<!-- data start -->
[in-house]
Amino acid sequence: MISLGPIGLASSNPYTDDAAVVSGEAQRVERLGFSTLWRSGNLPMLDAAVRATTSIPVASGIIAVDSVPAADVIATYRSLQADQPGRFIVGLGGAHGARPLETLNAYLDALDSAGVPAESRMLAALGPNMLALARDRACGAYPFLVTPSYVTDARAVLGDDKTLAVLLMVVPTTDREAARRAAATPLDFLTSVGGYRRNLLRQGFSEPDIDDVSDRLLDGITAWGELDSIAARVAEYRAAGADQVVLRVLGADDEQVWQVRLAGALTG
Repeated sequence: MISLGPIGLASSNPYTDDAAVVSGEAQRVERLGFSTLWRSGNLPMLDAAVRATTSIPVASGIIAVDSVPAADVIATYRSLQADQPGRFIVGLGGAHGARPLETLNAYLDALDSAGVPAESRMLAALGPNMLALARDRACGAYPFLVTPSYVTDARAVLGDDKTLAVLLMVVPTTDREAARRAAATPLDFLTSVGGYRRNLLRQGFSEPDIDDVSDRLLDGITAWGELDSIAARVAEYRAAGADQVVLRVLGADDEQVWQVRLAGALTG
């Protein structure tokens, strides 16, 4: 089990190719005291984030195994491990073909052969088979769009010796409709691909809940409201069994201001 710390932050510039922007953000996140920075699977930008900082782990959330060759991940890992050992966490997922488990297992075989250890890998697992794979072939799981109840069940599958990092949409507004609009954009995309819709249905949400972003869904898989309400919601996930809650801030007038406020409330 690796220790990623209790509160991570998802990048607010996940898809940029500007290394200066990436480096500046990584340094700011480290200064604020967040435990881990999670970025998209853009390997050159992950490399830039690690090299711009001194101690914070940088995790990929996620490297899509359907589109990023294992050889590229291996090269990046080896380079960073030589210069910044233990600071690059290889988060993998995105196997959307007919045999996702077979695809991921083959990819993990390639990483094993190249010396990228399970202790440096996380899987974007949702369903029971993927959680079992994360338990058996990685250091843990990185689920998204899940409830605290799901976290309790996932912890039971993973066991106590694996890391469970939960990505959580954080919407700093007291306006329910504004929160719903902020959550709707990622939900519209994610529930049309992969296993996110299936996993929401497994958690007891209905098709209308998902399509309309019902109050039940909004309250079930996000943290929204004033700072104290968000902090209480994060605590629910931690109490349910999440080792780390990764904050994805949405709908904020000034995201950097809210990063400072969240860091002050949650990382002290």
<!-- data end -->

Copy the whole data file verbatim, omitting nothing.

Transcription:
[in-house]
Amino acid sequence: MISLGPIGLASSNPYTDDAAVVSGEAQRVERLGFSTLWRSGNLPMLDAAVRATTSIPVASGIIAVDSVPAADVIATYRSLQADQPGRFIVGLGGAHGARPLETLNAYLDALDSAGVPAESRMLAALGPNMLALARDRACGAYPFLVTPSYVTDARAVLGDDKTLAVLLMVVPTTDREAARRAAATPLDFLTSVGGYRRNLLRQGFSEPDIDDVSDRLLDGITAWGELDSIAARVAEYRAAGADQVVLRVLGADDEQVWQVRLAGALTG
Repeated sequence: MISLGPIGLASSNPYTDDAAVVSGEAQRVERLGFSTLWRSGNLPMLDAAVRATTSIPVASGIIAVDSVPAADVIATYRSLQADQPGRFIVGLGGAHGARPLETLNAYLDALDSAGVPAESRMLAALGPNMLALARDRACGAYPFLVTPSYVTDARAVLGDDKTLAVLLMVVPTTDREAARRAAATPLDFLTSVGGYRRNLLRQGFSEPDIDDVSDRLLDGITAWGELDSIAARVAEYRAAGADQVVLRVLGADDEQVWQVRLAGALTG
């Protein structure tokens, strides 16, 4: 089990190719005291984030195994491990073909052969088979769009010796409709691909809940409201069994201001 710390932050510039922007953000996140920075699977930008900082782990959330060759991940890992050992966490997922488990297992075989250890890998697992794979072939799981109840069940599958990092949409507004609009954009995309819709249905949400972003869904898989309400919601996930809650801030007038406020409330 690796220790990623209790509160991570998802990048607010996940898809940029500007290394200066990436480096500046990584340094700011480290200064604020967040435990881990999670970025998209853009390997050159992950490399830039690690090299711009001194101690914070940088995790990929996620490297899509359907589109990023294992050889590229291996090269990046080896380079960073030589210069910044233990600071690059290889988060993998995105196997959307007919045999996702077979695809991921083959990819993990390639990483094993190249010396990228399970202790440096996380899987974007949702369903029971993927959680079992994360338990058996990685250091843990990185689920998204899940409830605290799901976290309790996932912890039971993973066991106590694996890391469970939960990505959580954080919407700093007291306006329910504004929160719903902020959550709707990622939900519209994610529930049309992969296993996110299936996993929401497994958690007891209905098709209308998902399509309309019902109050039940909004309250079930996000943290929204004033700072104290968000902090209480994060605590629910931690109490349910999440080792780390990764904050994805949405709908904020000034995201950097809210990063400072969240860091002050949650990382002290």